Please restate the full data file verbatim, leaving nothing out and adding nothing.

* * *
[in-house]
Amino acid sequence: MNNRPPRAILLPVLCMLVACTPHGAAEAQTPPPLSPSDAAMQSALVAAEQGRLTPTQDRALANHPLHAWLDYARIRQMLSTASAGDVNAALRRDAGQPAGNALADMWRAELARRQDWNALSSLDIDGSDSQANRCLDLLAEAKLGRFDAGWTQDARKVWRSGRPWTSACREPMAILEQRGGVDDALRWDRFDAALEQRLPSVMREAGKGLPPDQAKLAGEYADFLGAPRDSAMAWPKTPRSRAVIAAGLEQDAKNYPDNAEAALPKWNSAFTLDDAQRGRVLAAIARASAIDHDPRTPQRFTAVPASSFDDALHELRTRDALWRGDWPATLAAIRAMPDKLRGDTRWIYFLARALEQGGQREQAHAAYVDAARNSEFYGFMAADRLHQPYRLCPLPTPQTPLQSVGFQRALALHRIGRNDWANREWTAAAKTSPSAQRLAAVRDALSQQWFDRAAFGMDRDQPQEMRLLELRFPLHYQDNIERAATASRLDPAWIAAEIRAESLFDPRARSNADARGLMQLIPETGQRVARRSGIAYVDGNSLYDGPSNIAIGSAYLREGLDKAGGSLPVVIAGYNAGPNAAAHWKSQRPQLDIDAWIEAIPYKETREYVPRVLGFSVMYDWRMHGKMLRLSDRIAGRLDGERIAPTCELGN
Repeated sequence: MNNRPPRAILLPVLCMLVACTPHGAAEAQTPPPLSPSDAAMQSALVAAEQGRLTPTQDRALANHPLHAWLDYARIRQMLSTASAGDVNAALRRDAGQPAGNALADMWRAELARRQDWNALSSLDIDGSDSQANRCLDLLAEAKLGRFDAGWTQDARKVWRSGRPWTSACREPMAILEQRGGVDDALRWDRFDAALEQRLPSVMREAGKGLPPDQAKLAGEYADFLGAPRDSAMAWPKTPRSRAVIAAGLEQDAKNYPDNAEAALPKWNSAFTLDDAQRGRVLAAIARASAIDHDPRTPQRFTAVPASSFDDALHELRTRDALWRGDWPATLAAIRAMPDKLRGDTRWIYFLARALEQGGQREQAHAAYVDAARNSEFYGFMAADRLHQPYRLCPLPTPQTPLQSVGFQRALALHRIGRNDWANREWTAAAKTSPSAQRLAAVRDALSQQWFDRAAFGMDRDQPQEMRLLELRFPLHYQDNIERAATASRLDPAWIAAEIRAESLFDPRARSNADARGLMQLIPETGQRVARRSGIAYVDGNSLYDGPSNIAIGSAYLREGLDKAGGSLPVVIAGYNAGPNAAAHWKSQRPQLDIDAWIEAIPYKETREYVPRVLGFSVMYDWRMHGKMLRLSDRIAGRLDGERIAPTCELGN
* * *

[in-house]
Amino acid sequence: MNNRPPRAILLPVLCMLVACTPHGAAEAQTPPPLSPSDAAMQSALVAAEQGRLTPTQDRALANHPLHAWLDYARIRQMLSTASAGDVNAALRRDAGQPAGNALADMWRAELARRQDWNALSSLDIDGSDSQANRCLDLLAEAKLGRFDAGWTQDARKVWRSGRPWTSACREPMAILEQRGGVDDALRWDRFDAALEQRLPSVMREAGKGLPPDQAKLAGEYADFLGAPRDSAMAWPKTPRSRAVIAAGLEQDAKNYPDNAEAALPKWNSAFTLDDAQRGRVLAAIARASAIDHDPRTPQRFTAVPASSFDDALHELRTRDALWRGDWPATLAAIRAMPDKLRGDTRWIYFLARALEQGGQREQAHAAYVDAARNSEFYGFMAADRLHQPYRLCPLPTPQTPLQSVGFQRALALHRIGRNDWANREWTAAAKTSPSAQRLAAVRDALSQQWFDRAAFGMDRDQPQEMRLLELRFPLHYQDNIERAATASRLDPAWIAAEIRAESLFDPRARSNADARGLMQLIPETGQRVARRSGIAYVDGNSLYDGPSNIAIGSAYLREGLDKAGGSLPVVIAGYNAGPNAAAHWKSQRPQLDIDAWIEAIPYKETREYVPRVLGFSVMYDWRMHGKMLRLSDRIAGRLDGERIAPTCELGN
Repeated sequence: MNNRPPRAILLPVLCMLVACTPHGAAEAQTPPPLSPSDAAMQSALVAAEQGRLTPTQDRALANHPLHAWLDYARIRQMLSTASAGDVNAALRRDAGQPAGNALADMWRAELARRQDWNALSSLDIDGSDSQANRCLDLLAEAKLGRFDAGWTQDARKVWRSGRPWTSACREPMAILEQRGGVDDALRWDRFDAALEQRLPSVMREAGKGLPPDQAKLAGEYADFLGAPRDSAMAWPKTPRSRAVIAAGLEQDAKNYPDNAEAALPKWNSAFTLDDAQRGRVLAAIARASAIDHDPRTPQRFTAVPASSFDDALHELRTRDALWRGDWPATLAAIRAMPDKLRGDTRWIYFLARALEQGGQREQAHAAYVDAARNSEFYGFMAADRLHQPYRLCPLPTPQTPLQSVGFQRALALHRIGRNDWANREWTAAAKTSPSAQRLAAVRDALSQQWFDRAAFGMDRDQPQEMRLLELRFPLHYQDNIERAATASRLDPAWIAAEIRAESLFDPRARSNADARGLMQLIPETGQRVARRSGIAYVDGNSLYDGPSNIAIGSAYLREGLDKAGGSLPVVIAGYNAGPNAAAHWKSQRPQLDIDAWIEAIPYKETREYVPRVLGFSVMYDWRMHGKMLRLSDRIAGRLDGERIAPTCELGN